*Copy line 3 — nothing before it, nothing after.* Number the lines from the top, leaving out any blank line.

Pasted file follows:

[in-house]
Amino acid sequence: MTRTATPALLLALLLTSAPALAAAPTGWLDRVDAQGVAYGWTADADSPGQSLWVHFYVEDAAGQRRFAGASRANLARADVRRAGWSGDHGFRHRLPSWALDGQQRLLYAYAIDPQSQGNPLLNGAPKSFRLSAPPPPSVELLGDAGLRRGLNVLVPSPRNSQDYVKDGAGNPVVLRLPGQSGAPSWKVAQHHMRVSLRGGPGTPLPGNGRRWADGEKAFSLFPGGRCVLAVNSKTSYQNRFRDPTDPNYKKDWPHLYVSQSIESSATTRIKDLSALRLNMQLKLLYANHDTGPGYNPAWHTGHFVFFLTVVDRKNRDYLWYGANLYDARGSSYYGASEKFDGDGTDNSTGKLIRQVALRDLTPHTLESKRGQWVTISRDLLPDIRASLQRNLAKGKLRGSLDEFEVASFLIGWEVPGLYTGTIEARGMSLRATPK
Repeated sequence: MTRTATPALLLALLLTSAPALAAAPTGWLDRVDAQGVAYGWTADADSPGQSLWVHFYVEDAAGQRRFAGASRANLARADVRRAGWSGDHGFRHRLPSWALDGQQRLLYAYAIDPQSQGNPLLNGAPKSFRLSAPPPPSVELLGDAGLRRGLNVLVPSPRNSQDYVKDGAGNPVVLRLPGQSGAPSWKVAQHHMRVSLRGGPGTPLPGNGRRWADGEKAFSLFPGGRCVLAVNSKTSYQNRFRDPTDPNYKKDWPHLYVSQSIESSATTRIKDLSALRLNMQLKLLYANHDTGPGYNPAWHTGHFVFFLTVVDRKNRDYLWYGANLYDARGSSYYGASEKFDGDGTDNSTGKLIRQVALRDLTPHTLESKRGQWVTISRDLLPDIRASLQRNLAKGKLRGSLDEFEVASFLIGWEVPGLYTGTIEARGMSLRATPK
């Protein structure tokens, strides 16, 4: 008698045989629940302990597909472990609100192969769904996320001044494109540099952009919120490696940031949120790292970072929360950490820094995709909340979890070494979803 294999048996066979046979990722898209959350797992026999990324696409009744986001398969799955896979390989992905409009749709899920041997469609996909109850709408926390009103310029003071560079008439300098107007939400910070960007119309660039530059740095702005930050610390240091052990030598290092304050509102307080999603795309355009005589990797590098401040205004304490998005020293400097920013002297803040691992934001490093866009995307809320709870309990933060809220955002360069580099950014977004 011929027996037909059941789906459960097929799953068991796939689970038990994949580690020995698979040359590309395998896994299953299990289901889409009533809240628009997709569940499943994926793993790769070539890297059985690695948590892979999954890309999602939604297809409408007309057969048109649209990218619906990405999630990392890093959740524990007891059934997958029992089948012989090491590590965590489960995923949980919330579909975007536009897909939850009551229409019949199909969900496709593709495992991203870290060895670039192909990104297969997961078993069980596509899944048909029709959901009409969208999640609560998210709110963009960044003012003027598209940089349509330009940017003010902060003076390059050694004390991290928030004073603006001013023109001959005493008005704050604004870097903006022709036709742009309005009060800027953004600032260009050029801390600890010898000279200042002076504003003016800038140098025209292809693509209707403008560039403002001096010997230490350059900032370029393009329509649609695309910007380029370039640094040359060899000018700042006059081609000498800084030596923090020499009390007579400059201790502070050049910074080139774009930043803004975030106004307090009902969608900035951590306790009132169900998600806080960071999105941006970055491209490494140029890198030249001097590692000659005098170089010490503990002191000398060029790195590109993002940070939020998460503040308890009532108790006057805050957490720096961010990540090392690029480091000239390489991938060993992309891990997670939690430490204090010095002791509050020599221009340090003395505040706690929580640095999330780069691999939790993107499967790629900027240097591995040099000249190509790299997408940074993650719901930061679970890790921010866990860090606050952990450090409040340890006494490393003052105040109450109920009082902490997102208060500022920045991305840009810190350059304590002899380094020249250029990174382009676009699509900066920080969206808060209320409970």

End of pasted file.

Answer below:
Repeated sequence: MTRTATPALLLALLLTSAPALAAAPTGWLDRVDAQGVAYGWTADADSPGQSLWVHFYVEDAAGQRRFAGASRANLARADVRRAGWSGDHGFRHRLPSWALDGQQRLLYAYAIDPQSQGNPLLNGAPKSFRLSAPPPPSVELLGDAGLRRGLNVLVPSPRNSQDYVKDGAGNPVVLRLPGQSGAPSWKVAQHHMRVSLRGGPGTPLPGNGRRWADGEKAFSLFPGGRCVLAVNSKTSYQNRFRDPTDPNYKKDWPHLYVSQSIESSATTRIKDLSALRLNMQLKLLYANHDTGPGYNPAWHTGHFVFFLTVVDRKNRDYLWYGANLYDARGSSYYGASEKFDGDGTDNSTGKLIRQVALRDLTPHTLESKRGQWVTISRDLLPDIRASLQRNLAKGKLRGSLDEFEVASFLIGWEVPGLYTGTIEARGMSLRATPK